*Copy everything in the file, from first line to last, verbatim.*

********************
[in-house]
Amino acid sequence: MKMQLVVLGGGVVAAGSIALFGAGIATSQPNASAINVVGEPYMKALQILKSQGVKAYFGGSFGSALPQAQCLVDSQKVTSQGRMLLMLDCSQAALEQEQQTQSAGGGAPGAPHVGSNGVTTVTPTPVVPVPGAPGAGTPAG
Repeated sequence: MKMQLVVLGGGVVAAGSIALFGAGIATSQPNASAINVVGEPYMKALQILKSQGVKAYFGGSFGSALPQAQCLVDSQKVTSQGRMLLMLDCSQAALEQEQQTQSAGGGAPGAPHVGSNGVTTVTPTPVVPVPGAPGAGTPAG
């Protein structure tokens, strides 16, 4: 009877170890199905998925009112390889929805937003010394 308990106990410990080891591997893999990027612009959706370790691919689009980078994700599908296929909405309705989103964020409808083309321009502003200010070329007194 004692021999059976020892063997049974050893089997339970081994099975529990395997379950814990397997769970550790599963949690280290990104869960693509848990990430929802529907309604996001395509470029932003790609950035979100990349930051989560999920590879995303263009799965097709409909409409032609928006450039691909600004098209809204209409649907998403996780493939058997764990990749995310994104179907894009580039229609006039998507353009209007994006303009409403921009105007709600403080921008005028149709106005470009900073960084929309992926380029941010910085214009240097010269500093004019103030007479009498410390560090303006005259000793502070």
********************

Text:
[in-house]
Amino acid sequence: MKMQLVVLGGGVVAAGSIALFGAGIATSQPNASAINVVGEPYMKALQILKSQGVKAYFGGSFGSALPQAQCLVDSQKVTSQGRMLLMLDCSQAALEQEQQTQSAGGGAPGAPHVGSNGVTTVTPTPVVPVPGAPGAGTPAG
Repeated sequence: MKMQLVVLGGGVVAAGSIALFGAGIATSQPNASAINVVGEPYMKALQILKSQGVKAYFGGSFGSALPQAQCLVDSQKVTSQGRMLLMLDCSQAALEQEQQTQSAGGGAPGAPHVGSNGVTTVTPTPVVPVPGAPGAGTPAG
């Protein structure tokens, strides 16, 4: 009877170890199905998925009112390889929805937003010394 308990106990410990080891591997893999990027612009959706370790691919689009980078994700599908296929909405309705989103964020409808083309321009502003200010070329007194 004692021999059976020892063997049974050893089997339970081994099975529990395997379950814990397997769970550790599963949690280290990104869960693509848990990430929802529907309604996001395509470029932003790609950035979100990349930051989560999920590879995303263009799965097709409909409409032609928006450039691909600004098209809204209409649907998403996780493939058997764990990749995310994104179907894009580039229609006039998507353009209007994006303009409403921009105007709600403080921008005028149709106005470009900073960084929309992926380029941010910085214009240097010269500093004019103030007479009498410390560090303006005259000793502070």